People who have been around the block a few times may say that careless love is for the young. The youngest generation to be married right now, however, is being less careless with love than their parents may have been.
Prenuptial agreements, previously thought only to concern the rich and famous, are now becoming the norm as more "millennials," generally born in the 1980s, are opting for the premarital document. These agreements can cover everything from the division of marital property to the disposition of a family pet in the case of a divorce.
This trend shows the general caution that younger people have taken to the institution of marriage. Millennials are getting married less and later than any previous generation. Many observers attribute this to changing priorities and experience growing up as children of divorce.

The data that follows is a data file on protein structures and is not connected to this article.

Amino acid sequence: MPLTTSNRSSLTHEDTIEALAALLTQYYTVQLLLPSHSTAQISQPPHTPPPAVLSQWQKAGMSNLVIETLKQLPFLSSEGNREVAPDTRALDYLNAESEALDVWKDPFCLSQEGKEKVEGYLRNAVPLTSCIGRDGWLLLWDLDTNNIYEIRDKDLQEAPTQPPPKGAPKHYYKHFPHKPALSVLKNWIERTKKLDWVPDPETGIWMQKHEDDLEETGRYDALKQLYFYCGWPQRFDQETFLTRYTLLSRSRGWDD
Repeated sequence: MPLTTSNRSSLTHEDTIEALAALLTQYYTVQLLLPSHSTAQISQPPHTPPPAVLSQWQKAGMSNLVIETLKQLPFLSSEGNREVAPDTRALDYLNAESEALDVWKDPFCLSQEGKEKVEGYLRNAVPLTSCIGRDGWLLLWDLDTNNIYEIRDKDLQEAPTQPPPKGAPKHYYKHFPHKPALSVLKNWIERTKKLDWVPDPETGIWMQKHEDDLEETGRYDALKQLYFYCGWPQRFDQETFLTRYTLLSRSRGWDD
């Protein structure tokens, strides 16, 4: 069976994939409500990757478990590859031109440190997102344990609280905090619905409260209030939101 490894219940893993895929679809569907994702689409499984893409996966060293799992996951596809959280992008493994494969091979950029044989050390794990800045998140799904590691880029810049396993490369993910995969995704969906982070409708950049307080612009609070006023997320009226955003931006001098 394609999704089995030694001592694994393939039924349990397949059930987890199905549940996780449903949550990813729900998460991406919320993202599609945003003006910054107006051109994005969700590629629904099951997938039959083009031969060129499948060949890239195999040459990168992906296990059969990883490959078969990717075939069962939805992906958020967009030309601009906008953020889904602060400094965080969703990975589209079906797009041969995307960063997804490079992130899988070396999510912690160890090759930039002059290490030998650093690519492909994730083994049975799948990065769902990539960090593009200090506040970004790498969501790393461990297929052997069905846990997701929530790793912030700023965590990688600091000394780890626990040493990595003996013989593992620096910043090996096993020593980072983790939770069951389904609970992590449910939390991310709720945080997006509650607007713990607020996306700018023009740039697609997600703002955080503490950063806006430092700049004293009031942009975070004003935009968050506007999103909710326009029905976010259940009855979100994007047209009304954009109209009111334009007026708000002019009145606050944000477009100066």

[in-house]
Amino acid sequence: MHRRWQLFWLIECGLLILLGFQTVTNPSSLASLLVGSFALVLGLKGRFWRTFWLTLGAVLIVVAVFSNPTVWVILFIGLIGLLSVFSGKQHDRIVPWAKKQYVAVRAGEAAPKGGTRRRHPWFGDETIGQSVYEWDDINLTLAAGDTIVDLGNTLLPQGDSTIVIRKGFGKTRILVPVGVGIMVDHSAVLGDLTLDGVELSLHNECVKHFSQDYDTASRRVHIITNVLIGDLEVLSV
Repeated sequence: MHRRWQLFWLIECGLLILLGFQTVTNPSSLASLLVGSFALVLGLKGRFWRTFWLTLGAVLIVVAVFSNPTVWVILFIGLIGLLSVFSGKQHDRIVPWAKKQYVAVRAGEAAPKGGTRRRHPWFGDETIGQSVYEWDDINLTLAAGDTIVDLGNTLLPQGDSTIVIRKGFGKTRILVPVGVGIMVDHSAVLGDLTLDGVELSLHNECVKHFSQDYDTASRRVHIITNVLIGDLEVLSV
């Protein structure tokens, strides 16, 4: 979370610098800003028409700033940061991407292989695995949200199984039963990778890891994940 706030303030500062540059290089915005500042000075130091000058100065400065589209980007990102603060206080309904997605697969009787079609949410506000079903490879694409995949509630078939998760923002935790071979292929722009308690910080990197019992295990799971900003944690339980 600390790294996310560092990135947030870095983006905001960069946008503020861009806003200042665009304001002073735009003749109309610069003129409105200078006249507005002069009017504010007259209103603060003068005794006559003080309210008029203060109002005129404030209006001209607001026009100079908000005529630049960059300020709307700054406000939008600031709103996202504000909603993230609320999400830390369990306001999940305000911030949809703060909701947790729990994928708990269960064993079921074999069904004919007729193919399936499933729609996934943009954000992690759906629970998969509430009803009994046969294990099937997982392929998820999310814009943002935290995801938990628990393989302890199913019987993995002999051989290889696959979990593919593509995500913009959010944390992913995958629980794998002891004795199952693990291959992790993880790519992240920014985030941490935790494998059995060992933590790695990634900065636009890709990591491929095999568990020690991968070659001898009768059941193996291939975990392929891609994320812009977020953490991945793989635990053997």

"Marriage is about love and it's about romance," said a woman who required an agreement before marriage. "But I would never get into another contractual obligation without protecting myself."
Marrying later in life also means many fiancees are better off than before, so there are more assets and strategies to be considered. When considering marriage, many spouses see prenuptial agreements less as a "divorce contract" and more as "marriage insurance."
Prenuptial agreements can be broken or abridged during divorce hearings, so it is recommended that future spouses consult an attorney when writing a prenuptial agreement. Legal representation can help strengthen the language and terms of an agreement and make the possible consequences of divorce clearer to each party before they make the most important decision of their lives.